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Can one use Earth's magnetic axial dipole field intensity to predict reversals?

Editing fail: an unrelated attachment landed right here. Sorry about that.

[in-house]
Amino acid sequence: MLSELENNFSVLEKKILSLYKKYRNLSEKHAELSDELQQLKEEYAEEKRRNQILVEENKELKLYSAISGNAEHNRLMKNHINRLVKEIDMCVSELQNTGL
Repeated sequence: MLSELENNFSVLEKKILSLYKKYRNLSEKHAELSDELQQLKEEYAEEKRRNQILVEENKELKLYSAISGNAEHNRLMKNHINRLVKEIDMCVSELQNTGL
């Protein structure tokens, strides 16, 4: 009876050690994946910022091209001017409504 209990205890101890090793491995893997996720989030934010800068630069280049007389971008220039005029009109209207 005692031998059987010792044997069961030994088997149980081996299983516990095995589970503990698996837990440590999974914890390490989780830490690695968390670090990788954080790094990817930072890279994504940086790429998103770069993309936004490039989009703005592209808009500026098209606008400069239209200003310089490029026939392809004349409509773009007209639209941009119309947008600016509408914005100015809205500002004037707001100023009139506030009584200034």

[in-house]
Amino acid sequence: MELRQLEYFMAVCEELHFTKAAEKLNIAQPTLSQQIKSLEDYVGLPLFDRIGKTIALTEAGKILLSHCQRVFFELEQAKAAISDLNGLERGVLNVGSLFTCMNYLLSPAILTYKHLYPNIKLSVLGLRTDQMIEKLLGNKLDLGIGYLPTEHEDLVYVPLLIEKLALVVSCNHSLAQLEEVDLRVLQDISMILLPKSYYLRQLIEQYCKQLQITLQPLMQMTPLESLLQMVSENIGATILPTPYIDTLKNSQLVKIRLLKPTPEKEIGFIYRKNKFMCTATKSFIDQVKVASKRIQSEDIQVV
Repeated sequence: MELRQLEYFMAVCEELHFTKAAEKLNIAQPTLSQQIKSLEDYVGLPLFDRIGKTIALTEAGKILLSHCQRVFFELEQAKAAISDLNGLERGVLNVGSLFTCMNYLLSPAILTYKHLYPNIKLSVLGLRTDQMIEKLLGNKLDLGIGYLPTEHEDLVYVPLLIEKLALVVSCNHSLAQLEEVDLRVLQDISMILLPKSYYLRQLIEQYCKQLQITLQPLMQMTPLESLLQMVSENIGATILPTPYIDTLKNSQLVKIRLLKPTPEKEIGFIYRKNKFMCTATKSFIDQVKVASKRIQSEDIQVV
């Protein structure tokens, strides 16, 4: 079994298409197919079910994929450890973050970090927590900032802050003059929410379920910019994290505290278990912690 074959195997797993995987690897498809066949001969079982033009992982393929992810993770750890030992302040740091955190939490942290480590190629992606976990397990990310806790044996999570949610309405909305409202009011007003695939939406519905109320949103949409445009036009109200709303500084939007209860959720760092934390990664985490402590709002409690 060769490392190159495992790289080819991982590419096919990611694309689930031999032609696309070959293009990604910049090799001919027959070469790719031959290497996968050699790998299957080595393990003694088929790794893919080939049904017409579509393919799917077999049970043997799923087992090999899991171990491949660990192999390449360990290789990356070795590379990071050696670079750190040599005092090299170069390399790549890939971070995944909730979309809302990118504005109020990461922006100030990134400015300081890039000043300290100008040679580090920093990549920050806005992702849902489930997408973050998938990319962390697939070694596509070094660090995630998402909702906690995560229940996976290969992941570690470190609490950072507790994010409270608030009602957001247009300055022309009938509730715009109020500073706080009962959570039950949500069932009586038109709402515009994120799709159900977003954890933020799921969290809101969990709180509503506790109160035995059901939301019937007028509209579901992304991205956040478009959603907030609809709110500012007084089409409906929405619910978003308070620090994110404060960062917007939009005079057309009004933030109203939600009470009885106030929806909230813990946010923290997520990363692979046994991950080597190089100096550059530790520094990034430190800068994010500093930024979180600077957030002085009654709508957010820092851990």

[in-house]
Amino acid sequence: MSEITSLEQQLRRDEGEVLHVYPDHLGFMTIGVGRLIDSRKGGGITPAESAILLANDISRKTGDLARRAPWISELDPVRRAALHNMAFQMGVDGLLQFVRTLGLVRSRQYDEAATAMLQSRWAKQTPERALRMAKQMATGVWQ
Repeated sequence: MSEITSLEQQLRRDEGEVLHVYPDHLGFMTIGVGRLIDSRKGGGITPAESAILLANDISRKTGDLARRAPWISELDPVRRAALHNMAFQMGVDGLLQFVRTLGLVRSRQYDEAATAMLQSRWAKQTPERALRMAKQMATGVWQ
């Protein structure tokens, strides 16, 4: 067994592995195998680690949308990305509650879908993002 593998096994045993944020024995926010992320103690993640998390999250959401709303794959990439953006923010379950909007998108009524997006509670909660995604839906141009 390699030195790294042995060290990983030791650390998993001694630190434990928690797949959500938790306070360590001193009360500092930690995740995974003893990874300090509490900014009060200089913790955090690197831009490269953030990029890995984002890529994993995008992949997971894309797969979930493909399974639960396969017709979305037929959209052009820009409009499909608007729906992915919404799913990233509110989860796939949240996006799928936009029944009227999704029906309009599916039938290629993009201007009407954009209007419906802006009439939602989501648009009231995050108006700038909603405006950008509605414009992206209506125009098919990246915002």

We study predictions of reversals of Earth's axial magnetic dipole field that are based solely on the dipole's intensity. The prediction strategy is, roughly, that once the dipole intensity drops below a threshold, then the field will continue to decrease and a reversal (or a major excursion) will occur. We first present a rigorous definition of an intensity threshold-based prediction strategy and then describe a mathematical and numerical framework to investigate its validity and robustness in view of the data being limited. We apply threshold-based predictions to a hierarchy of numerical models, ranging from simple scalar models to 3-D geodynamos. We find that the skill of threshold-based predictions varies across the model hierarchy. The differences in skill can be explained by differences in how reversals occur: if the field decreases towards a reversal slowly (in a sense made precise in this paper), the skill is high, and if the field decreases quickly, the skill is low. Such a property could be used as an additional criterion to identify which models qualify as Earth-like. Applying threshold-based predictions to Virtual Axial Dipole Moment palaeomagnetic reconstructions (PADM2M and Sint-2000) covering the last two million years, reveals a moderate skill of threshold-based predictions for Earth's dynamo. Besides all of their limitations, threshold-based predictions suggests that no reversal is to be expected within the next 10 kyr. Most importantly, however, we show that considering an intensity threshold for identifying upcoming reversals is intrinsically limited by the dynamic behaviour of Earth's magnetic field.

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